British Budgets 1887-88 to 1912-13

By Bernard Mallet | Go to book overview

promised in the last two sessions, was dealt with in this session.

Mr. Goschen's discussion of the problems connected with the death duties illustrated his profound appreciation of all the points at issue; but his political position, and perhaps his temperament, debarred him once again from effective action. This speech, the best in form which he had yet delivered, concluded with a striking passage in which he repudiated the charges of having in his budgets prepared "finicking" measures, of "want of breadth in his finance," of "harassing various interests by the imposition of small new taxes." In a balance-sheet of his deeds and misdeeds he thus summed up the former. "I have reduced the tobacco duty by £600,000. I have reduced the income-tax by £4,000,000. I have given £2,500,000 in relief of local taxation. I have provided £2,000,000 extra for national defence. I have converted upwards of 500,000,000 of consols, securing an annual saving in interest of £1,400,000 at once and £2,800,000 bye-and-bye, and have been able to pay off more debt during my two financial years than has ever been paid off before in the same two successive occasions. Surely the scale of these operations is on no petty scale."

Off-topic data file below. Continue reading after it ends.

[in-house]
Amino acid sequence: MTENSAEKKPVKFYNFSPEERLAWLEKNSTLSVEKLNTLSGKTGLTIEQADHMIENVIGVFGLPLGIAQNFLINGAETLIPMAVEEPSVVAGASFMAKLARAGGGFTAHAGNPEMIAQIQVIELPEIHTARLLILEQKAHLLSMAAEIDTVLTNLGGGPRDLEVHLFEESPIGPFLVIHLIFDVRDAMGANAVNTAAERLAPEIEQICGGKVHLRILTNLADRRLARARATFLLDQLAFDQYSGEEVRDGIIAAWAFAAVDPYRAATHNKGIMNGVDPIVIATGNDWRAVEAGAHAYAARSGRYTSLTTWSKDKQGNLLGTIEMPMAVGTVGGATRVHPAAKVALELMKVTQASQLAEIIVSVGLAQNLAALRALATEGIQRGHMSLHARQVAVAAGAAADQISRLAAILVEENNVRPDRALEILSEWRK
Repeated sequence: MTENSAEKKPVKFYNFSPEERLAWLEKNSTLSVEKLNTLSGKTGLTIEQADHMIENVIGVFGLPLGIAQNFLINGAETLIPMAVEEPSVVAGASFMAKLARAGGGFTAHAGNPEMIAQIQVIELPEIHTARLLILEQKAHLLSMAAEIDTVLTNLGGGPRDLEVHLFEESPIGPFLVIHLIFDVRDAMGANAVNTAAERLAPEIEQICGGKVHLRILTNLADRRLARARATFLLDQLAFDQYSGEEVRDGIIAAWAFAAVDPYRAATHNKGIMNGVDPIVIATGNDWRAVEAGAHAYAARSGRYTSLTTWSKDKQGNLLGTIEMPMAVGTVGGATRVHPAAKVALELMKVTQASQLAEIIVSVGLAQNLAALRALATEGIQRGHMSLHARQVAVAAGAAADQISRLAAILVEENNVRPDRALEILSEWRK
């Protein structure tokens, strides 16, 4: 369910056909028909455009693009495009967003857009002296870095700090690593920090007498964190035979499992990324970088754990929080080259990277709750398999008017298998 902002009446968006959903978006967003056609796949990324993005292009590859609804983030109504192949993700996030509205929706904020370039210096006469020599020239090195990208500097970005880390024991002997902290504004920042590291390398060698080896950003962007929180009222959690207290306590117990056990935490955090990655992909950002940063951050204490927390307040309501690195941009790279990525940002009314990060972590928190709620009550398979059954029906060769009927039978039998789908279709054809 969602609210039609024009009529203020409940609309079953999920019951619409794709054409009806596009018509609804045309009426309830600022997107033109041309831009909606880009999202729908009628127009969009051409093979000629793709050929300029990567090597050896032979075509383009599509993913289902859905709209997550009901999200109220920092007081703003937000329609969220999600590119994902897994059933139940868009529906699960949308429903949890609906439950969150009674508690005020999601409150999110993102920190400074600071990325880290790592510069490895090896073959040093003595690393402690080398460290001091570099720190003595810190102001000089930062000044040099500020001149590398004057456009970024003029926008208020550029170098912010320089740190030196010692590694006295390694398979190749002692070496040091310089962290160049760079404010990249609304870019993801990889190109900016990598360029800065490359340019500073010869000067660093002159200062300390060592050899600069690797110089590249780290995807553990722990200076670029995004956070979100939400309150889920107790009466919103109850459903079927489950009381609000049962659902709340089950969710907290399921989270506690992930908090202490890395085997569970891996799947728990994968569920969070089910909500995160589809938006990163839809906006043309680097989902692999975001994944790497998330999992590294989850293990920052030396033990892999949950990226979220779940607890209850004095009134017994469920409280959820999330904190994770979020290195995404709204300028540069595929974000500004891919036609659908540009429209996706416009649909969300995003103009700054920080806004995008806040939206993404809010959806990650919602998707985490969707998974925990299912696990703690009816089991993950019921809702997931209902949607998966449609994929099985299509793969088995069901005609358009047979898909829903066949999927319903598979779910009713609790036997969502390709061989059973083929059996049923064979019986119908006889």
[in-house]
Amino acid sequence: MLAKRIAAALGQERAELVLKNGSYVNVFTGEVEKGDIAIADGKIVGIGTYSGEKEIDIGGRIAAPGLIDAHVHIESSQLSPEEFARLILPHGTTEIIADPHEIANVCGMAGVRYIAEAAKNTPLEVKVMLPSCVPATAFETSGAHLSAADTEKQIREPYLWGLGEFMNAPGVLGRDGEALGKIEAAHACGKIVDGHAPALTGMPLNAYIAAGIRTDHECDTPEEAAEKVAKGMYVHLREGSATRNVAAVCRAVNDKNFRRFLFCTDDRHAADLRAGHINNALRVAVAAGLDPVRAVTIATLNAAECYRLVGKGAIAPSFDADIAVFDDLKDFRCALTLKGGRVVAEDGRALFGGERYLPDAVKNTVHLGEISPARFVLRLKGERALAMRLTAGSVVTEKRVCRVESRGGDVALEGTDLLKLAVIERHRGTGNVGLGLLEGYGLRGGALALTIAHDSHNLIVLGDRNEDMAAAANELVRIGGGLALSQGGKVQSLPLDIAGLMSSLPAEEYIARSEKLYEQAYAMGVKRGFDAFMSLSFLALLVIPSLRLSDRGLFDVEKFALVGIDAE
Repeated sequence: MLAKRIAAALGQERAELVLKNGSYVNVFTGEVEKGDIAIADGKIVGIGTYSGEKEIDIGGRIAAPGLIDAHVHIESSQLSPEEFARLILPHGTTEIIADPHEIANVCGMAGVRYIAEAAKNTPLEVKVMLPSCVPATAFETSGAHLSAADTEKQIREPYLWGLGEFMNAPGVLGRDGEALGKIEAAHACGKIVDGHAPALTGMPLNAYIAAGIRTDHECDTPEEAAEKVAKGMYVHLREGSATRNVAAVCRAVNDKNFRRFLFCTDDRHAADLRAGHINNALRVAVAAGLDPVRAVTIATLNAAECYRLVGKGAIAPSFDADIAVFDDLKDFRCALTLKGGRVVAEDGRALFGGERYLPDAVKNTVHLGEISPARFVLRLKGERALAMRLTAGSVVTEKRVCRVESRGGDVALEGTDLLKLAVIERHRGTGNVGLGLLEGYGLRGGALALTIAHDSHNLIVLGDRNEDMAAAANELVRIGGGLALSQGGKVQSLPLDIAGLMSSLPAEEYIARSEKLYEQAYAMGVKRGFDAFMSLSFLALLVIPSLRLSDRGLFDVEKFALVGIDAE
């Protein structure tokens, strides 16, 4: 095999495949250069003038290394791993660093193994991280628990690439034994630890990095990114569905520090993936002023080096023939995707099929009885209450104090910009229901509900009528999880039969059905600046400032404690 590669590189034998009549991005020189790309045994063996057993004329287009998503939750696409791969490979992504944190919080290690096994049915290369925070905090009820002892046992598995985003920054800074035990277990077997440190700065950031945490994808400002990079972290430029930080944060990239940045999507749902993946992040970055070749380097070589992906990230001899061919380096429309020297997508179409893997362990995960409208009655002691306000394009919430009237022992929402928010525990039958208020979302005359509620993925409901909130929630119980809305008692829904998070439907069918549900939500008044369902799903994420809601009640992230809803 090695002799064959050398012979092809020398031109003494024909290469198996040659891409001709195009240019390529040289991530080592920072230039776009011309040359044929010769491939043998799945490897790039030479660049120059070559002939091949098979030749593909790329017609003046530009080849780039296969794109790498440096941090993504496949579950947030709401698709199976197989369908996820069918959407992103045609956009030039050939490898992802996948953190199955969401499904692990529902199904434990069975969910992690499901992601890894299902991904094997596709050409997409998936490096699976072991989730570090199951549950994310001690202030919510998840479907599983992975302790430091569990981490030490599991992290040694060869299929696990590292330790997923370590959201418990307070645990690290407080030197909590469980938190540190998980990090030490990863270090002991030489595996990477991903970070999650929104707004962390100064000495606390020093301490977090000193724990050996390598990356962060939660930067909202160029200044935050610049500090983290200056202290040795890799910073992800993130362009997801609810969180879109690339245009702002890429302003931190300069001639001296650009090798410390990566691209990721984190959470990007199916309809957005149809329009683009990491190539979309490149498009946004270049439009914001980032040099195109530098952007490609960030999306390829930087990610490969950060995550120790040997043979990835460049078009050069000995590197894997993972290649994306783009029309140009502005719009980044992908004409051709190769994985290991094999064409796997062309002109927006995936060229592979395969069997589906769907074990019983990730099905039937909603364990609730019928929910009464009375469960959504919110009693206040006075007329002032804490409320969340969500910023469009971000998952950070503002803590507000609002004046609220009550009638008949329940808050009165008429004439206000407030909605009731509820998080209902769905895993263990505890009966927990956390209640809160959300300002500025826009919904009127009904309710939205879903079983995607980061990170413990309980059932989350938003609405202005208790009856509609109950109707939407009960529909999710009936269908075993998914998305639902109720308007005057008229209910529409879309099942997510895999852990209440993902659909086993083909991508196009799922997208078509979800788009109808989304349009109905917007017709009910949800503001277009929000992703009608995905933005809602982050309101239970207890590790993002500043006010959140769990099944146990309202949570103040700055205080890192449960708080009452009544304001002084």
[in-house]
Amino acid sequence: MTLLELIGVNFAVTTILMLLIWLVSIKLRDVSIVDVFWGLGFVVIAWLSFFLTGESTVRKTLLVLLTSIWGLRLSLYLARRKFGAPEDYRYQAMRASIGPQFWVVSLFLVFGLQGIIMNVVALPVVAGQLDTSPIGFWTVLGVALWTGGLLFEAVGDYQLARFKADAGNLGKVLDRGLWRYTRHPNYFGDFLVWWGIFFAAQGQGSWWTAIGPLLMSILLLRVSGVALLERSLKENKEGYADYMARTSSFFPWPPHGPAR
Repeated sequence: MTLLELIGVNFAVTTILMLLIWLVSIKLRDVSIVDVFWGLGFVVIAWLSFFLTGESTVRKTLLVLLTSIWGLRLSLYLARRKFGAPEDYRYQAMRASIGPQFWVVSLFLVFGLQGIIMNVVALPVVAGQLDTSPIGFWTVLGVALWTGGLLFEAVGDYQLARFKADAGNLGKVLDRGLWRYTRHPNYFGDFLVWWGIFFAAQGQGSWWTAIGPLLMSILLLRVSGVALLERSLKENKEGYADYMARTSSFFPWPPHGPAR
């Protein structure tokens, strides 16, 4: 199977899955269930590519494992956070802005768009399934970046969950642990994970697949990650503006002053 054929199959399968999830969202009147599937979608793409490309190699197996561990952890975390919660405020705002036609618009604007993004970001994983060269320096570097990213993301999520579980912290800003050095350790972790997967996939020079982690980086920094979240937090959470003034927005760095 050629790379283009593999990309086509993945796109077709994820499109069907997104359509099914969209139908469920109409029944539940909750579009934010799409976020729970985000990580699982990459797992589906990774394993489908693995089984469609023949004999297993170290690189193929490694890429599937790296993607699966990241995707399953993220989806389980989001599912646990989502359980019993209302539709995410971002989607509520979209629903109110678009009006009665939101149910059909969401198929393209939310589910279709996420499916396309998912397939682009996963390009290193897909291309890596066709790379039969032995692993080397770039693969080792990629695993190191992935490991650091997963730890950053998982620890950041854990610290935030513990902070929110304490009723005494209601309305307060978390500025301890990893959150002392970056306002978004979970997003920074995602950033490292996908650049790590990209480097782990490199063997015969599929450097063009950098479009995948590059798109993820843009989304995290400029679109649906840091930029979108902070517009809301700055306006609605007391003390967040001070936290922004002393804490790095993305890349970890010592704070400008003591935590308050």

MR GOSCHEN'S FOURTH BUDGET, 1890-91.

April 17, 1890.

AT last Mr. Goschen had the opportunity, with a third large prospective surplus, of dealing with taxation unfettered by demands from his colleagues. The

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